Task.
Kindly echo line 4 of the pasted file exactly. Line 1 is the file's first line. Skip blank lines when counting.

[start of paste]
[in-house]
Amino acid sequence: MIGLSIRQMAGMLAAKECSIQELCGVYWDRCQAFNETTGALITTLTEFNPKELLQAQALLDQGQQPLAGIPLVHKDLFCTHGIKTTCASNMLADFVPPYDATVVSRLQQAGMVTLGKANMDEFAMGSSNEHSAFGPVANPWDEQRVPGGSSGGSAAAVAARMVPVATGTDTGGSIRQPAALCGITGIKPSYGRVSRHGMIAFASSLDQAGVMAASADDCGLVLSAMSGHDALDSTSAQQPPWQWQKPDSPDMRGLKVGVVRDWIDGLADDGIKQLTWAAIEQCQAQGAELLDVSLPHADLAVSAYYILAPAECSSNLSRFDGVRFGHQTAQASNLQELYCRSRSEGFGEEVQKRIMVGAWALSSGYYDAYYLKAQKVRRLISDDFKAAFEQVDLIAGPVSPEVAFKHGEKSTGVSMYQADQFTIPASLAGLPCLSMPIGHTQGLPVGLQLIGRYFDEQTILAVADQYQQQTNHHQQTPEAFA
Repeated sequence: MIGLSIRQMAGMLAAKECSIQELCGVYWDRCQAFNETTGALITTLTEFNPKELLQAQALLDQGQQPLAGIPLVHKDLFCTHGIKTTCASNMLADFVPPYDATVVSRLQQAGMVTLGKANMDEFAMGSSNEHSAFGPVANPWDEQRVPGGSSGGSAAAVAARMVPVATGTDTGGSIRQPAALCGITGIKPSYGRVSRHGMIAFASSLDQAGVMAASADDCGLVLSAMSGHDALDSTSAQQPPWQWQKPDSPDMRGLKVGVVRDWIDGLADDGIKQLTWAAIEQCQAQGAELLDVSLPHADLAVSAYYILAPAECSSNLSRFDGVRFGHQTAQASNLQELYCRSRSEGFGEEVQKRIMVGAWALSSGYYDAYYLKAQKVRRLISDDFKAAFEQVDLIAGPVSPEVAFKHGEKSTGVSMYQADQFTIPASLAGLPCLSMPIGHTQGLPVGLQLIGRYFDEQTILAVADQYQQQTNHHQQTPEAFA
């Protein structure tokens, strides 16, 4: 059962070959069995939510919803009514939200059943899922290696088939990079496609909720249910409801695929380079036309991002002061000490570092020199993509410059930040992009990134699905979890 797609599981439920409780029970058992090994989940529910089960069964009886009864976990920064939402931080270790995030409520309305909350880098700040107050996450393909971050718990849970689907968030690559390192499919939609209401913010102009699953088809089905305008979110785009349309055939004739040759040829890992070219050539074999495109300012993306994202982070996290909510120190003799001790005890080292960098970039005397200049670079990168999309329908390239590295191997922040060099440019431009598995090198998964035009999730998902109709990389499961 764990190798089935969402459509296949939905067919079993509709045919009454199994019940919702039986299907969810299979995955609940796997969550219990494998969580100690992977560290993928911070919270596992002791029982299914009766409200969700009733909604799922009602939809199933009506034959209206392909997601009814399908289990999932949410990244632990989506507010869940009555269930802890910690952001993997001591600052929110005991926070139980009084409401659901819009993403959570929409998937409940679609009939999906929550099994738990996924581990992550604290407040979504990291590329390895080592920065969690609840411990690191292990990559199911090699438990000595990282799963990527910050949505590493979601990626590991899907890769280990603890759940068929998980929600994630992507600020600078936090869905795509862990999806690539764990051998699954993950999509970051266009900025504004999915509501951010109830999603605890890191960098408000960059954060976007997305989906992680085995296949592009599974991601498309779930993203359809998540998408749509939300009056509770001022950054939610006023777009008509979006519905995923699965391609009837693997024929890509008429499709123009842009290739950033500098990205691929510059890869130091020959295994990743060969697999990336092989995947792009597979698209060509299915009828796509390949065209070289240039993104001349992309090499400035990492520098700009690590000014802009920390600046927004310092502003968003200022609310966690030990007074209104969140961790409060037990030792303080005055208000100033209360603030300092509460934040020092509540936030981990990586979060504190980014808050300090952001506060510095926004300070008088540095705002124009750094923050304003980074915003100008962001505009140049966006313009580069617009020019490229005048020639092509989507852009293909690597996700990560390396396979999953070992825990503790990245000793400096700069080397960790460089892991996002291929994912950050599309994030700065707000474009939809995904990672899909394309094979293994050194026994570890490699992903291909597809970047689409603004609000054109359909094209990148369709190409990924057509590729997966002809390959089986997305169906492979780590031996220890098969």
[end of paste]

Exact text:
């Protein structure tokens, strides 16, 4: 059962070959069995939510919803009514939200059943899922290696088939990079496609909720249910409801695929380079036309991002002061000490570092020199993509410059930040992009990134699905979890 797609599981439920409780029970058992090994989940529910089960069964009886009864976990920064939402931080270790995030409520309305909350880098700040107050996450393909971050718990849970689907968030690559390192499919939609209401913010102009699953088809089905305008979110785009349309055939004739040759040829890992070219050539074999495109300012993306994202982070996290909510120190003799001790005890080292960098970039005397200049670079990168999309329908390239590295191997922040060099440019431009598995090198998964035009999730998902109709990389499961 764990190798089935969402459509296949939905067919079993509709045919009454199994019940919702039986299907969810299979995955609940796997969550219990494998969580100690992977560290993928911070919270596992002791029982299914009766409200969700009733909604799922009602939809199933009506034959209206392909997601009814399908289990999932949410990244632990989506507010869940009555269930802890910690952001993997001591600052929110005991926070139980009084409401659901819009993403959570929409998937409940679609009939999906929550099994738990996924581990992550604290407040979504990291590329390895080592920065969690609840411990690191292990990559199911090699438990000595990282799963990527910050949505590493979601990626590991899907890769280990603890759940068929998980929600994630992507600020600078936090869905795509862990999806690539764990051998699954993950999509970051266009900025504004999915509501951010109830999603605890890191960098408000960059954060976007997305989906992680085995296949592009599974991601498309779930993203359809998540998408749509939300009056509770001022950054939610006023777009008509979006519905995923699965391609009837693997024929890509008429499709123009842009290739950033500098990205691929510059890869130091020959295994990743060969697999990336092989995947792009597979698209060509299915009828796509390949065209070289240039993104001349992309090499400035990492520098700009690590000014802009920390600046927004310092502003968003200022609310966690030990007074209104969140961790409060037990030792303080005055208000100033209360603030300092509460934040020092509540936030981990990586979060504190980014808050300090952001506060510095926004300070008088540095705002124009750094923050304003980074915003100008962001505009140049966006313009580069617009020019490229005048020639092509989507852009293909690597996700990560390396396979999953070992825990503790990245000793400096700069080397960790460089892991996002291929994912950050599309994030700065707000474009939809995904990672899909394309094979293994050194026994570890490699992903291909597809970047689409603004609000054109359909094209990148369709190409990924057509590729997966002809390959089986997305169906492979780590031996220890098969």